Dog Max’s family gains a child; elsewhere, there’s a zoo tiger to rescue. Episodic and somewhat contrived sequel that delivers in some scenes, but which doesn’t hang together as a movie. Some sharper jokes this time out though, and both a lovely chase climax and a lesson learned for our protagonist.
A New Yorker’s pet dog has to cope with a new arrival, and then getting lost in the city. Okay animation that dispenses with its potentially-subversive title in the first few minutes for something more linear and straightforward. Bright, though, with some good gags. Fun while it’s on. A sequel soon followed.
Spencer and friends – and others – return to Jumanji. Okay threequel (part 4 if you count Zathura) that focuses on action-comedy and on bodyswap gags rather than plot. Oldsters De Vito and Glover add some kvetchy class, and series newcomer Awkwafina is a standout. CG is variable, but interesting design elements and some affection for the characters helps things along.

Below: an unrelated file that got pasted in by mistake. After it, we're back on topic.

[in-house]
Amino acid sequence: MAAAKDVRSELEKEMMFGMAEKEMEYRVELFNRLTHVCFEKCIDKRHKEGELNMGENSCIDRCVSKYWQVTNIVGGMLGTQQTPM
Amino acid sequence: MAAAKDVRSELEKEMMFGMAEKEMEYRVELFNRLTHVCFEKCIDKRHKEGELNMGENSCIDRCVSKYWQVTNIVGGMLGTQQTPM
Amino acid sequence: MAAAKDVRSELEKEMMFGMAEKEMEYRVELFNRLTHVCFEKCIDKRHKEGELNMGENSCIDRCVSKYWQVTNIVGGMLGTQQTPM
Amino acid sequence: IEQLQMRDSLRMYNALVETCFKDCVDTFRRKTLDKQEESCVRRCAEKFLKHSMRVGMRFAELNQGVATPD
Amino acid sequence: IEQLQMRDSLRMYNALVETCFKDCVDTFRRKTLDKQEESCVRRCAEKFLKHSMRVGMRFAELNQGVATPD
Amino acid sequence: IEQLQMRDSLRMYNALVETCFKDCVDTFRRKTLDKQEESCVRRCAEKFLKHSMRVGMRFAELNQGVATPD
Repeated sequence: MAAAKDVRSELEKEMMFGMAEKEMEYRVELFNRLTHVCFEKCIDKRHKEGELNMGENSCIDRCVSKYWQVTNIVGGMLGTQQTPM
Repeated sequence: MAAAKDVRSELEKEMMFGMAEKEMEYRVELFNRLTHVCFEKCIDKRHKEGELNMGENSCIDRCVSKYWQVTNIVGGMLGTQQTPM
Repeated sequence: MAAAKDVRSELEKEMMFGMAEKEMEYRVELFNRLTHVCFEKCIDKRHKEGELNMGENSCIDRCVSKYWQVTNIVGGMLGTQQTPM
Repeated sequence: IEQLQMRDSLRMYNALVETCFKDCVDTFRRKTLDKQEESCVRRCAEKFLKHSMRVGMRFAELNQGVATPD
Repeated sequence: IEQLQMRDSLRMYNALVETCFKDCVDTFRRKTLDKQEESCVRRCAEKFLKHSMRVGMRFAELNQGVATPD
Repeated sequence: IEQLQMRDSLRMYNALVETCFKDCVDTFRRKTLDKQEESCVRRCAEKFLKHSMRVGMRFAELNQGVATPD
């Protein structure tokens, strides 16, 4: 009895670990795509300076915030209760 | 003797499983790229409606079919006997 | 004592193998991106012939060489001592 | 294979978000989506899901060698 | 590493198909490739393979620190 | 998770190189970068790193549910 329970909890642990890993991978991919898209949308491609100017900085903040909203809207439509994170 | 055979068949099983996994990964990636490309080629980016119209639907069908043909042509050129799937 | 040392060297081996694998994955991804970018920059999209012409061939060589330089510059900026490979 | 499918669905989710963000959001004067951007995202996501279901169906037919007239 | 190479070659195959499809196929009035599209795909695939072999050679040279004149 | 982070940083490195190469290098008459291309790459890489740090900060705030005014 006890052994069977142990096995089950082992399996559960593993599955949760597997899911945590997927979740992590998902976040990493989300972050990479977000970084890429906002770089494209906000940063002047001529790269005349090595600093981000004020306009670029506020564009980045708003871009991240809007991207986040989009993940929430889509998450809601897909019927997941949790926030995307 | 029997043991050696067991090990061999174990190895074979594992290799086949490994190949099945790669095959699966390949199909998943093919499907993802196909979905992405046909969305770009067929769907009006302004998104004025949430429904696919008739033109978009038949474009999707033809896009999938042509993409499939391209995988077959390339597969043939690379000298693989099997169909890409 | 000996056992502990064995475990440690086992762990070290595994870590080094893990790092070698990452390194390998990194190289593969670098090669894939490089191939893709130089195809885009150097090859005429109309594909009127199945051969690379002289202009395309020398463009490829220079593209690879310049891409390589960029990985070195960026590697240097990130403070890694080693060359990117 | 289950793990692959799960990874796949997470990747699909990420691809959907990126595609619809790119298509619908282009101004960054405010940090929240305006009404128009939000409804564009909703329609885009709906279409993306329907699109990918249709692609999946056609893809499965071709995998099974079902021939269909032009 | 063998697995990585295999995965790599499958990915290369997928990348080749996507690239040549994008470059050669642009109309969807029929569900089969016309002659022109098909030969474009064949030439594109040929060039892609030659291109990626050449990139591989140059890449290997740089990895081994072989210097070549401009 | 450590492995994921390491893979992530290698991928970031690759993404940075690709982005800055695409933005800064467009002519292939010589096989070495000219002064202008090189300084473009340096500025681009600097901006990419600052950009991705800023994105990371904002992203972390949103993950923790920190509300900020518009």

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The former stars of a Star Trek-like TV show are mistaken for genuine space heroes by an alien race searching for saviours. Three Amigos! / A Bug’s Life redux, perhaps, but with excellent casting, a sense of fun, and affection for genre and conventions (of both kinds) throughout.
Four teens are transported into an old video game. Contrived but fun sequel to the 1996 movie, which gets a lot of comedy out of its avatar/body-swap shtick, though the actual story is as linear as the games it spoofs. eXistenZ for kids, almost.
Comics-loving best friends hypnotise their headteacher into becoming a superhero. Splendid animation – based on the Dav Pilkey books – that delivers a barrage of bottom jokes and a touching portrayal of childhood friendship. Recommended.
A mild-mannered accountant teams up with a spy on the eve of their school reunion. Patchy action comedy, veering between sentimentality, shoot-em-up scenes, and improvised moments.